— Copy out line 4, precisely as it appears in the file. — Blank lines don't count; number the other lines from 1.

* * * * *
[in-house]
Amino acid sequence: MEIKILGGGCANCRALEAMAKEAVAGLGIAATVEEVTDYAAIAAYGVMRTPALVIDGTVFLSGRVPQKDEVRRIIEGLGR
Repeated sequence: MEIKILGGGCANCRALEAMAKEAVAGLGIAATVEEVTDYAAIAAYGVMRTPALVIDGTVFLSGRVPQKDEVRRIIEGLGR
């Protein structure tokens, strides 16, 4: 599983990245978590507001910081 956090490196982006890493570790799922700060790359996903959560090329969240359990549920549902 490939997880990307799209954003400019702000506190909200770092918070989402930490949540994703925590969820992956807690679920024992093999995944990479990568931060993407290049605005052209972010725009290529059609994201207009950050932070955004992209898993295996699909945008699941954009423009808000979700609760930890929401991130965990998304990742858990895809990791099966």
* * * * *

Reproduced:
């Protein structure tokens, strides 16, 4: 599983990245978590507001910081 956090490196982006890493570790799922700060790359996903959560090329969240359990549920549902 490939997880990307799209954003400019702000506190909200770092918070989402930490949540994703925590969820992956807690679920024992093999995944990479990568931060993407290049605005052209972010725009290529059609994201207009950050932070955004992209898993295996699909945008699941954009423009808000979700609760930890929401991130965990998304990742858990895809990791099966």